Manual contact tracing systems are ‘completely unacceptable’ – epidemiologist

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New Zealand’s contact tracing system is far from state of the art and still needs a lot of improvement, says an epidemiologist.

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New Zealand now has zero cases of Covid-19 and has reached alert level 1 – a way of life not seen in more than 11 weeks.

While professor of public health at Otago University Nick Wilson says it’s a fantastic achievement for New Zealand, he would still like to see some improvements to the government’s response.

“The gaps are; wearing masks at the border and on incoming aircrafts and at airports and also with our contact tracing – it is still far from state of the art,” he told Morning Report.

New Zealand’s contact tracing system is way behind places like Taiwan and South Korea, he said.

“We’re relying on manual tracing systems, in a pretty low-quality app in most people’s view.

“That’s just completely unacceptable.”

If there was a border-control failure and someone was still infected with Covid-19, it could trigger an outbreak, he said.

He said contact tracing would allow this to be fully controlled.

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“The government has done some great work on exploring a smart card with Bluetooth technology but that is many weeks away from being introduced even if it does get to that point.”

In the meantime, the government needs to be looking at other systems, he said.

Director-General of Health Dr Ashley Bloomfield told media yesterday that masks were not necessary at level 1.

However, Wilson believes masks should be worn at the border for absolute protection.

He said the very low chance of community transmission means wearing them in daily life, like on public transport, may not be worthwhile.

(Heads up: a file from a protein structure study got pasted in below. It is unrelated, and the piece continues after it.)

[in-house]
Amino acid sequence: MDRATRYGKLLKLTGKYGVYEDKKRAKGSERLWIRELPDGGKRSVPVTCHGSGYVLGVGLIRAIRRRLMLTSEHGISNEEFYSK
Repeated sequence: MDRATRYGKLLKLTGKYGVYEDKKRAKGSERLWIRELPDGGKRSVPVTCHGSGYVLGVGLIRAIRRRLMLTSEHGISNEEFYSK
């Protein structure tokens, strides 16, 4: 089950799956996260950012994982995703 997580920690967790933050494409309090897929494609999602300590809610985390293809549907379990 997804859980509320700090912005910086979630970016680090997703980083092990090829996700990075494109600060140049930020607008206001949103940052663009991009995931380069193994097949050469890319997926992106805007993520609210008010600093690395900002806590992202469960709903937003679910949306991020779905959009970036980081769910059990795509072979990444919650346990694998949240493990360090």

In level 4, New Zealand lost the opportunity to build a culture of mass-masking, he said.

Ardern said she does not regret the decision to not create a mask wearing culture. “We were, predominantly, in our bubbles. We were predominantly indoors, with small ventures out and, of course, some people did choose to wear masks.

“Let’s also keep in mind that the WHO are recommending that when a large number of countries are still continuing to see increasing cases.”

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Ardern said most people who work in contact tracing say that human responses are the most effective response, and that is what the government has scaled up.

She said while bluetooth has been widely touted as an option for New Zealand, there were rollout problems in Singapore with that system.

“You’d have to have a large number of New Zealanders putting it on their phone, keeping it on their phone.

“What we put out was just a way to help people record where they’ve been. The bluetooth option requires a very high percentage of New Zealanders to have downloaded it in order for it to have worked.”

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